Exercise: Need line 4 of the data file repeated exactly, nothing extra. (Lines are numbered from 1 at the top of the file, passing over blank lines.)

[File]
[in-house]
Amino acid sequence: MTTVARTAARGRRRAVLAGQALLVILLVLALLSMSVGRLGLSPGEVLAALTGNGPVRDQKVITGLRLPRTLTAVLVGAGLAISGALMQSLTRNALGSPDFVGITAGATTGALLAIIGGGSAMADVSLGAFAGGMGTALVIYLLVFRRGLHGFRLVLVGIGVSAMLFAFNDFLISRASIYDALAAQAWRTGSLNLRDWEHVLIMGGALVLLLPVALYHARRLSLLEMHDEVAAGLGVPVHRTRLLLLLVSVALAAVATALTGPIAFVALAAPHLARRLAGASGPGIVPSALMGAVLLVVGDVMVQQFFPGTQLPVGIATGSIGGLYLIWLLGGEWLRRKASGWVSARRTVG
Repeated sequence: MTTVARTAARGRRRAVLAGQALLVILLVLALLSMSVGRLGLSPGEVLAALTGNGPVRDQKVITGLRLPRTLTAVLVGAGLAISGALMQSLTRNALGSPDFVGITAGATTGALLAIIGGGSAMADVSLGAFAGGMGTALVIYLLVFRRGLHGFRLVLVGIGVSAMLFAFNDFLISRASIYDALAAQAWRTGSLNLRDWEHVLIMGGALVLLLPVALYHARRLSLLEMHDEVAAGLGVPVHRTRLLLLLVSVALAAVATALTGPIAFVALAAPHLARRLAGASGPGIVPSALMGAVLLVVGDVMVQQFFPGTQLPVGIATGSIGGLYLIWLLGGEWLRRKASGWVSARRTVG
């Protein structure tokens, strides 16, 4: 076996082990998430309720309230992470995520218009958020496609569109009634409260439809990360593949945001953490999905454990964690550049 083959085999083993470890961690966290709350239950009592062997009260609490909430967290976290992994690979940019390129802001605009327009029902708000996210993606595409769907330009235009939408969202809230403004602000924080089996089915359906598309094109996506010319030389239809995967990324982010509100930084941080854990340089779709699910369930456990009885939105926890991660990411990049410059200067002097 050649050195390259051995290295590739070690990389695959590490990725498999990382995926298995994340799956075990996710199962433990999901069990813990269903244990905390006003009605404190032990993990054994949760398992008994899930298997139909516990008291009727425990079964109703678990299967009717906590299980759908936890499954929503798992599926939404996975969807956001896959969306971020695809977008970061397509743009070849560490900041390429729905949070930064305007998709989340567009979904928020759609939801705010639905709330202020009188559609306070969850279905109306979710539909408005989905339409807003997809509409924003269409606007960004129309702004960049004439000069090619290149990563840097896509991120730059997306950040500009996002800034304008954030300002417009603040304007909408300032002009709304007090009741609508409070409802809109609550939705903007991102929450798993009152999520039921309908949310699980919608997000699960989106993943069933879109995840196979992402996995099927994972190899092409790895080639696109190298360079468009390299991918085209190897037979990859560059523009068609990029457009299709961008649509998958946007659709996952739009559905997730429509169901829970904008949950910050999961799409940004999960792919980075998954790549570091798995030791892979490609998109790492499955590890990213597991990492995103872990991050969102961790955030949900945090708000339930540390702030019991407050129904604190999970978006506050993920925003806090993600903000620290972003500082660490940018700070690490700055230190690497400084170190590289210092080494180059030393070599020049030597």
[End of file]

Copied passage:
């Protein structure tokens, strides 16, 4: 076996082990998430309720309230992470995520218009958020496609569109009634409260439809990360593949945001953490999905454990964690550049 083959085999083993470890961690966290709350239950009592062997009260609490909430967290976290992994690979940019390129802001605009327009029902708000996210993606595409769907330009235009939408969202809230403004602000924080089996089915359906598309094109996506010319030389239809995967990324982010509100930084941080854990340089779709699910369930456990009885939105926890991660990411990049410059200067002097 050649050195390259051995290295590739070690990389695959590490990725498999990382995926298995994340799956075990996710199962433990999901069990813990269903244990905390006003009605404190032990993990054994949760398992008994899930298997139909516990008291009727425990079964109703678990299967009717906590299980759908936890499954929503798992599926939404996975969807956001896959969306971020695809977008970061397509743009070849560490900041390429729905949070930064305007998709989340567009979904928020759609939801705010639905709330202020009188559609306070969850279905109306979710539909408005989905339409807003997809509409924003269409606007960004129309702004960049004439000069090619290149990563840097896509991120730059997306950040500009996002800034304008954030300002417009603040304007909408300032002009709304007090009741609508409070409802809109609550939705903007991102929450798993009152999520039921309908949310699980919608997000699960989106993943069933879109995840196979992402996995099927994972190899092409790895080639696109190298360079468009390299991918085209190897037979990859560059523009068609990029457009299709961008649509998958946007659709996952739009559905997730429509169901829970904008949950910050999961799409940004999960792919980075998954790549570091798995030791892979490609998109790492499955590890990213597991990492995103872990991050969102961790955030949900945090708000339930540390702030019991407050129904604190999970978006506050993920925003806090993600903000620290972003500082660490940018700070690490700055230190690497400084170190590289210092080494180059030393070599020049030597």